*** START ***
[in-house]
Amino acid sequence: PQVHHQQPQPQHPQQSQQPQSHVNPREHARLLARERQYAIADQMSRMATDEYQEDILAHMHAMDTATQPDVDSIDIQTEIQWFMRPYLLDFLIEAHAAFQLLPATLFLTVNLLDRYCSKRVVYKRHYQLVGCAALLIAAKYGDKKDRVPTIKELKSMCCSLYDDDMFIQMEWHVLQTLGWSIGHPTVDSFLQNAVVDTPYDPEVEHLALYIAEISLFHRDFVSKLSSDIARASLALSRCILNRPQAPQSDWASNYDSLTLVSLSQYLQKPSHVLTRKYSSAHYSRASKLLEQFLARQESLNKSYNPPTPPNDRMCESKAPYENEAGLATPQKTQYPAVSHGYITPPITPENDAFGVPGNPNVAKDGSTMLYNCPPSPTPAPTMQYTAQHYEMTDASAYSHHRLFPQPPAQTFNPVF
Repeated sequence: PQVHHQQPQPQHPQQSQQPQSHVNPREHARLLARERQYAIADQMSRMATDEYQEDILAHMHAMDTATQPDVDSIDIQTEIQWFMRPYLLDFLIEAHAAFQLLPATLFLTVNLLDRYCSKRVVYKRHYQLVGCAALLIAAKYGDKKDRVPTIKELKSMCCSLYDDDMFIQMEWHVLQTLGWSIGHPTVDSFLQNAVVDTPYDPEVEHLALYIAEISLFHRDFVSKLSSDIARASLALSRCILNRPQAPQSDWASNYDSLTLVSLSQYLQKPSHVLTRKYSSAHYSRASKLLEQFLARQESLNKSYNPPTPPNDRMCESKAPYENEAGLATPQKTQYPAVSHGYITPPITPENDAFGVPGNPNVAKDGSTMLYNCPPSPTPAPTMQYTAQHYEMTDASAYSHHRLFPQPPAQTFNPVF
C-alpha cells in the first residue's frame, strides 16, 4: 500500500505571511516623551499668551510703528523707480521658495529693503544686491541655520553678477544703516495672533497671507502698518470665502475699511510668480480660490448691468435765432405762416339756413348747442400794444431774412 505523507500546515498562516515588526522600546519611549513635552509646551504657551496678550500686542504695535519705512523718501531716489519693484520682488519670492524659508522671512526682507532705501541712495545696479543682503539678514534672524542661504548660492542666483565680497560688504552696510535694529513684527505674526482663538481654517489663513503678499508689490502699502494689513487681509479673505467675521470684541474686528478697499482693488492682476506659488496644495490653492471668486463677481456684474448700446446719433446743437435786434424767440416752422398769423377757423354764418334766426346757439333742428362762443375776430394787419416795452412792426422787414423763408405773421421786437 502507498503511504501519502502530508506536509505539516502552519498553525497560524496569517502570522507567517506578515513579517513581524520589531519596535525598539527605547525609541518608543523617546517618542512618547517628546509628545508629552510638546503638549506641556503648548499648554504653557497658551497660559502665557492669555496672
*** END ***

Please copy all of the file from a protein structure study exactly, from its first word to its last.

[in-house]
Amino acid sequence: PQVHHQQPQPQHPQQSQQPQSHVNPREHARLLARERQYAIADQMSRMATDEYQEDILAHMHAMDTATQPDVDSIDIQTEIQWFMRPYLLDFLIEAHAAFQLLPATLFLTVNLLDRYCSKRVVYKRHYQLVGCAALLIAAKYGDKKDRVPTIKELKSMCCSLYDDDMFIQMEWHVLQTLGWSIGHPTVDSFLQNAVVDTPYDPEVEHLALYIAEISLFHRDFVSKLSSDIARASLALSRCILNRPQAPQSDWASNYDSLTLVSLSQYLQKPSHVLTRKYSSAHYSRASKLLEQFLARQESLNKSYNPPTPPNDRMCESKAPYENEAGLATPQKTQYPAVSHGYITPPITPENDAFGVPGNPNVAKDGSTMLYNCPPSPTPAPTMQYTAQHYEMTDASAYSHHRLFPQPPAQTFNPVF
Repeated sequence: PQVHHQQPQPQHPQQSQQPQSHVNPREHARLLARERQYAIADQMSRMATDEYQEDILAHMHAMDTATQPDVDSIDIQTEIQWFMRPYLLDFLIEAHAAFQLLPATLFLTVNLLDRYCSKRVVYKRHYQLVGCAALLIAAKYGDKKDRVPTIKELKSMCCSLYDDDMFIQMEWHVLQTLGWSIGHPTVDSFLQNAVVDTPYDPEVEHLALYIAEISLFHRDFVSKLSSDIARASLALSRCILNRPQAPQSDWASNYDSLTLVSLSQYLQKPSHVLTRKYSSAHYSRASKLLEQFLARQESLNKSYNPPTPPNDRMCESKAPYENEAGLATPQKTQYPAVSHGYITPPITPENDAFGVPGNPNVAKDGSTMLYNCPPSPTPAPTMQYTAQHYEMTDASAYSHHRLFPQPPAQTFNPVF
C-alpha cells in the first residue's frame, strides 16, 4: 500500500505571511516623551499668551510703528523707480521658495529693503544686491541655520553678477544703516495672533497671507502698518470665502475699511510668480480660490448691468435765432405762416339756413348747442400794444431774412 505523507500546515498562516515588526522600546519611549513635552509646551504657551496678550500686542504695535519705512523718501531716489519693484520682488519670492524659508522671512526682507532705501541712495545696479543682503539678514534672524542661504548660492542666483565680497560688504552696510535694529513684527505674526482663538481654517489663513503678499508689490502699502494689513487681509479673505467675521470684541474686528478697499482693488492682476506659488496644495490653492471668486463677481456684474448700446446719433446743437435786434424767440416752422398769423377757423354764418334766426346757439333742428362762443375776430394787419416795452412792426422787414423763408405773421421786437 502507498503511504501519502502530508506536509505539516502552519498553525497560524496569517502570522507567517506578515513579517513581524520589531519596535525598539527605547525609541518608543523617546517618542512618547517628546509628545508629552510638546503638549506641556503648548499648554504653557497658551497660559502665557492669555496672